sounded to me it would be easier to come up with a good layout of

2.a) Ease maintenance

At the heart of crosstool was a single script. In there was all the build
procedures for all the components, from the installing the kernel headers
up to building gdb.

The first step was to split up this script into smaller ones, each
dedicated to building a single component. This way, I hoped that it would
be easier to maintain each build procedure on its own.

2.b) Ease configuration of the toolchain

In the state, configuring crosstool required editing a file containing
shell variables assignements. There was no proper documentation at what
variables were used, and no clear explanations about each variables

The need for a proper way to configure a toolchain arose, and I quite
instinctively turned to the configuration scheme used by the Linux
kernel. This kconfig language is easy to write. The frontends that
then present the resulting menuconfig have limitations in some corner
cases, but they are maintained by the kernel folks.

Again, of with the build scripts, above, I decided to split each components
configuration into separate files, with an almost 1-to-1 mapping.

Of course, there are configuration sections that do not apply to a
specific component, but to the overall toolchain: the place to install
it, the target and its options (BE/LE, CPU variants...). And some options
tell crosstool-NG how to behave: the place to find source tarballs, log
verbosity, and so on...

2.c) Support newer versions of components

Adding support for newer versions merely required building an appropriate
patchset for that version. As I didn't have time to dig in every individual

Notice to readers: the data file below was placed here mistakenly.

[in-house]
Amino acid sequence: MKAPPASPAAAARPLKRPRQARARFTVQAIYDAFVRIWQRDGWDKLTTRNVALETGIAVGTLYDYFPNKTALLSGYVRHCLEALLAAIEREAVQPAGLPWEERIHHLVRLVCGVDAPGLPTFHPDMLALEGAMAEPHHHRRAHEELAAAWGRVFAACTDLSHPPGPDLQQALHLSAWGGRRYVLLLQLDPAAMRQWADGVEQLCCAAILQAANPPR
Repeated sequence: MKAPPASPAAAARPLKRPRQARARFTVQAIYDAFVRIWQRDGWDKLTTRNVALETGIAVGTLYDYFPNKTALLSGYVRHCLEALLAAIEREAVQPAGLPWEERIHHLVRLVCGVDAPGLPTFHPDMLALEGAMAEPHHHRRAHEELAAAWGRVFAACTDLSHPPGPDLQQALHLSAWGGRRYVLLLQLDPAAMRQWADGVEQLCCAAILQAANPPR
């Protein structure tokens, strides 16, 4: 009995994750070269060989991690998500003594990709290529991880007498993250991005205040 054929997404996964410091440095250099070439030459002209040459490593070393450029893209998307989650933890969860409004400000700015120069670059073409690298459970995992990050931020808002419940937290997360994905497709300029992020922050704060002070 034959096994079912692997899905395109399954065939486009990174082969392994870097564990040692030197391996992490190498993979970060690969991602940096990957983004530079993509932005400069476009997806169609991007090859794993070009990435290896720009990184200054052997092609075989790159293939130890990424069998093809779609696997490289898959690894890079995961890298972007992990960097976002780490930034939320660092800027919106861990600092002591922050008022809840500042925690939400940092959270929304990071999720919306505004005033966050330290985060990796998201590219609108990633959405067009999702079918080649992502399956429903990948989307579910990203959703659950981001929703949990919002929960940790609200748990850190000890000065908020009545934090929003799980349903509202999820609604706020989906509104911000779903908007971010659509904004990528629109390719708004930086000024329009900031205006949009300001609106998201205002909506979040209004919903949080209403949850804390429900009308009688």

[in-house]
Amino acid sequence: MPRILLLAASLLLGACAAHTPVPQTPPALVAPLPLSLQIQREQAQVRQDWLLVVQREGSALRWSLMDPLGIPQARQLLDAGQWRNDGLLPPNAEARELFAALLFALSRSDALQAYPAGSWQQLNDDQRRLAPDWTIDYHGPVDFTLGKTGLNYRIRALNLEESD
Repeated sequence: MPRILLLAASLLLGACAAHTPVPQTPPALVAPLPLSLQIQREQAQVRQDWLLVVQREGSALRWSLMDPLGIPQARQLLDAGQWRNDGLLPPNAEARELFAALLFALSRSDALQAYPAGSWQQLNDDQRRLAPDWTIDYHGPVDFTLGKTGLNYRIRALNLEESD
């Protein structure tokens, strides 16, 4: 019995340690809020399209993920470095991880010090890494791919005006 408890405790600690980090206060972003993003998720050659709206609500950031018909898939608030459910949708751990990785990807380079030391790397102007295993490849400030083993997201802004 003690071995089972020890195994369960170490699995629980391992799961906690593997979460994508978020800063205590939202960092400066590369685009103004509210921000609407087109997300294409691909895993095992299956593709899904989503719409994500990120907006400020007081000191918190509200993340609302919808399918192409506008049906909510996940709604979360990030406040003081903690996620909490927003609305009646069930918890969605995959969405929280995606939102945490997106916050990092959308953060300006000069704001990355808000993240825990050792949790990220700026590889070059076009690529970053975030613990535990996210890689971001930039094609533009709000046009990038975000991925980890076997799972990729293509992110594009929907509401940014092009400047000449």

mailing lists, I shamelessly vampirised patches from different sources:

 - the original crosstool patchset
 - the Gentoo patchset
 - maybe even the LFS and CLFS patchests
 - the buildroot patchset (later, when integrating uClibc)
 - others, floating around, or made up by myself

Of course I kept appropriate attribution (or at least I tried to, I may
have forgotten some, apologies) on every patches I so vampirised.

2.d) Add new features

Ah! Big sentence that the one reading "new feature"!

So, by new features, I mean, for example, new configuration options for:
 - NPTL-enabled glibc
 - using Linux exported headers
 - ...

That implied adding aconfig kno in a config file, and updating the code in
the corresponding build script, to set the appropriate ./configure option(s),
to create the appropriate config file...

2.e) Add alternatives where available

The most obvious example of an alternative component is the C library to
use: glibc vs uClibc. Then came eglibc.

It was almost as simple as adding a new config file, a new build script
and a choice in the menuconfig. Sometimes, it required tweaking other
components so they recognised the new alternative; gcc was one that needed
a few tricks and patches to recognise uClibc. But all in all, it went
quite smoothly.


3) crosstool-NG installation